When last I talked about Shortcuts, there wasn’t much there. It seemed clear that the entire purpose of Shortcuts was for iOS Shortcuts and that the AppleScript and other functionality only exists as a path away from Automator. Shortcuts support in the OS was kind of meh at best, unsurprising given Apple. So has anything improved? Sort of.

Shortcuts is “Scriptable”

The quotes are deliberate, because this is the barest implementation one could have and still be technically scriptable. There’s one class in the suite, “shortcut” which has for properties a collection of identifers:

  • color
  • id
  • name
  • subtitle

and Action Count, which is the number of actions in the shortcut. All these are read-only values, so you can’t use this class to create a new empty shortcut. That’s fine, because there’s only one command, “run”, and that is all this dictionary is designed to do: let you run existing shortcuts via AppleScript/JXA/whatever. So it’s not “automation” in any useful sense. There’s one handy feature, the addition of the “Shortcuts Events” app, which is a helper app that lives in  /Applications/Shortcuts/Contents/Library/Helpers/Shortcuts Events, and if you target it within a tell block instead of Shortcuts, then you can run the shortcut without having to start Shortcuts.

I mean, that’s handy, right? But that’s the extent of the usefulness of this dictionary. You can get a list of existing shortcuts and run one of them.

w00t

Other Support

The support for Shortcuts in the OS and associated utilities is about what it was, and as uneven and uncoordinated as one would expect from Apple. For example, I can create an event on my Exchange Calendar in the “Add New Event” shortcut, or any calendar Calendars can see, (which is something you can’t do via AppleScript, and has been that way since iCal first supported Exchange. Can’t imagine why I am so cynical about Apple’s automation “commitment”), but you can’t do that for Contacts. Disk Utility has some basic shortcuts and no other way to automate it other than dumping into the shell environment, which bypasses Disk Utility entirely. FaceTime lets you call/FaceTime a contact in Contacts. That’s it. The Finder shortcuts are still so basic as to be not useful. You can’t just make a new file. You can’t make a new folder. I don’t know why Apple bothered with it if they’re going to limit it that much.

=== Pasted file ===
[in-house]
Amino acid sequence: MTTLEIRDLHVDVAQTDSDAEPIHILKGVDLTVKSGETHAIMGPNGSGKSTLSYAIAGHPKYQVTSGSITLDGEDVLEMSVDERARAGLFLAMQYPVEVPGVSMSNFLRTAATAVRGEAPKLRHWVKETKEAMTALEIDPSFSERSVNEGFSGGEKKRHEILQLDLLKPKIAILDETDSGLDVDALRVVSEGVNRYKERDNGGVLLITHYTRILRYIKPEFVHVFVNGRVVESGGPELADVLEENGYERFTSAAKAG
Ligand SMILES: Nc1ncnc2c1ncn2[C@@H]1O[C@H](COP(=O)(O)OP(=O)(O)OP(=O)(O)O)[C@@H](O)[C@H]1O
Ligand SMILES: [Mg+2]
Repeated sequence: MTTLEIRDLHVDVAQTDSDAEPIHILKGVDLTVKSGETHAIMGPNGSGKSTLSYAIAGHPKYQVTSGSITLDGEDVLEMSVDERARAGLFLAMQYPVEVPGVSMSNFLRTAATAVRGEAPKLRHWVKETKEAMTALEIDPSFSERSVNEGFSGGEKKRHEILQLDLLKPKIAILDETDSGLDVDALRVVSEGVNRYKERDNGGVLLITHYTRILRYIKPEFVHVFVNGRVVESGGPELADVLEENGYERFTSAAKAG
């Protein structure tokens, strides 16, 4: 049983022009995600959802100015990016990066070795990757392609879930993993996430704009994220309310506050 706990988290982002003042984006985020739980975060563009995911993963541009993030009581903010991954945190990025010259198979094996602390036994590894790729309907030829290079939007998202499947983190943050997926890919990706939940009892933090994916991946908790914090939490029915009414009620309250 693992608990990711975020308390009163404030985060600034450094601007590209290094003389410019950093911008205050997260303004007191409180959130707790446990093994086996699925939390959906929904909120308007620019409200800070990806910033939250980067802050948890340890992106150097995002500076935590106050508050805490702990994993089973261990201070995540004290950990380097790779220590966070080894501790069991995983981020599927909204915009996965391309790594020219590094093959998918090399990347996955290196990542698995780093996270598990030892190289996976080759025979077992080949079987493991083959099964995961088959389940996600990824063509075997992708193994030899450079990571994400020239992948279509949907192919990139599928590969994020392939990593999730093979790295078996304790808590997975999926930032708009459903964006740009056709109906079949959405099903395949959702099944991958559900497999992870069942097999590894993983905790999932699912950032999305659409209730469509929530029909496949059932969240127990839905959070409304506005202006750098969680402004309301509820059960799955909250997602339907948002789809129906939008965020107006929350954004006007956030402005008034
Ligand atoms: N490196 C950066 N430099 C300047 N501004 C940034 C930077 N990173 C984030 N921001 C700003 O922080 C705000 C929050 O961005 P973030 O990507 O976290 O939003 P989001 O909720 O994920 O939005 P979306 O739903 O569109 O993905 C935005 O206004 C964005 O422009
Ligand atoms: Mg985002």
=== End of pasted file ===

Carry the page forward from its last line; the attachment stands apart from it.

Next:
Mail has two shortcuts around measurements(??) but they both say “this requires an app but it may not be installed” Really Apple? Really. That’s good UI? How? All but one of Messages shortcuts involve iTunes for some reason, and the one actual messaging shortcut doesn’t even let you attach a file to a message. Again, why even bother? In an unsurprising limitation, Shortcuts shortcuts are every bit as limited as its “scripting” dictionary.

In what is a truly WAT moment, the macOS version of Shortcuts has a “Set Flashlight” shortcut. For Macs. Which, last I checked, don’t have flashlight functionality. But sure, Shortcuts main priority isn’t roundtripping shortcuts between macOS and i(Pad)OS. It’s not just that one. There’s a whole host of shortcuts that make no sense on a Mac, unless Apple plans on actually merging iPads and Macs. I know I often wish I could more easily manage my Voice & Data settings on my Mac.

Sigh.

Oh, and the UI in Shortcuts is kind of awful. Good luck finding the close control for a shortcut. It’s a wee tiny dark grey “x” that is almost invisible on a black background. Doesn’t even highlight when you mouse over it, which makes me wonder is there anyone over the age of 25 on the Shortcuts team? Heck, anyone over 19? Anyone with any form of vision acuity issues? Because that is a design that only works for young, perfect eyes. It wouldn’t be so bad if I could remove a shortcut from a workflow any other way. But I can’t.

Evidently, I need to get new iGlasses.

See what I did there?

There’s one Siri shortcut: to dismiss Siri. Why? Why is that a thing at all? System Preferences has no shortcuts, but shows up in the app list.

So no, there is nothing about Shortcuts on macOS to be even interested in, much less excited about. There’s nothing particularly useful about Shortcuts, unless you’re just into automation that doesn’t let you really automate anything.

Which describes, again how Apple views user-created automation. They don’t like it, they haven’t since the return of Jobs, and the only reason Shortcuts exists on macOS, based on what I’ve seen, is to have feature “parity” with iOS. I mean, I can set my Mac’s flashlight with it. So there’s that.